Magazine article Industrial Management

Mutual Risk Can Redefine the Customer-Provider Relationship

Magazine article Industrial Management

Mutual Risk Can Redefine the Customer-Provider Relationship

Article excerpt

A contract between customer and vendor generally leaves little doubt about their relationship: the former is to be served; the latter is to provide the service. But when the venture is fraught with peril for both sides, these traditional roles often must be reassessed.

Such was the case when Technicolor and Airborne Express joined hands, as they found their way together through unchartered territory - bound by mutual risk, mutual obligations and the haunting prospect of an exclusive market.

For decades, Technicolor has been the premier film duplicator of the movie industry. Surprisingly, Technicolor usually produces less than 5,000 copies of a film - even for a blockbuster. Those copies were distributed all over the country by a small Hollywood-based delivery service that had been in business since the golden age of silent movies.

Technicolor wanted more control of the sometimes haphazard, unreliable delivery process. It approached Airborne Express (now DHL) with the idea of delivering 4,000 to 5,000 film canisters to theaters all over the nation on the same day within a two-hour window.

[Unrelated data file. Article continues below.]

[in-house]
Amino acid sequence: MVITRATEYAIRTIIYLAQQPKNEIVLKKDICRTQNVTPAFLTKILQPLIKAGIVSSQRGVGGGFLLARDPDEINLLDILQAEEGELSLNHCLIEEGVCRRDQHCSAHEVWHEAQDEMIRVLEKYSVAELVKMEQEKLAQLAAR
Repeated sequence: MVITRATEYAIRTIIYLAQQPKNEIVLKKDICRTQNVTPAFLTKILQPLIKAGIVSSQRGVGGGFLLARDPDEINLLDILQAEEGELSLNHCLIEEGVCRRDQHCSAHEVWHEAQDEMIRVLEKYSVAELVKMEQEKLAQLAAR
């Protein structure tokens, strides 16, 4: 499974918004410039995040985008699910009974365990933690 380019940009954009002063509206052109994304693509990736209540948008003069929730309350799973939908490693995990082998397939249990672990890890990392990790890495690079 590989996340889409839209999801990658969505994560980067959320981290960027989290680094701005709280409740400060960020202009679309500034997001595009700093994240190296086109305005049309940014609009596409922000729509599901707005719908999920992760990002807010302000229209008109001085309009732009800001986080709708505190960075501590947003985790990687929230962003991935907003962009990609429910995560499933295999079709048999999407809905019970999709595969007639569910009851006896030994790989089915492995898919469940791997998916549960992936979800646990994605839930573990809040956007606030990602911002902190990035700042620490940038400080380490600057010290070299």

Airborne Express execs were known for accepting daunting shipping challenges. But to even dream of meeting Technicolor's unprecedented requirements, Airborne would have to invest hugely in its own infrastructure. Technicolor also would have to expand its operations, taking on responsibilities well beyond that of a film duplicator. And, in the beginning, Technicolor had only one studio willing to give their new distribution system a try - if and when Technicolor found a reliable carrier.

The negotiations between Technicolor and Airborne Express took six months, culminating in an all-nighter just hours before the studio in question needed Technicolor's assurance that a carrier had signed on. Wisely, each organization appointed an advocate from its own side to look out for the interests of the other side, for only a win-win solution would make long-term implementation profitable. It was clear to the Technicolor and Airborne Express execs that the traditional customer-vendor relationship was evolving into a joint venture. An agreement was attained at sunrise, but only after the opposing negotiating teams agreed to help each other.

Airborne Express agreed to ramp up its fleet of trucks to distribute the thousands of 50-pound film canisters all over the country every week. …

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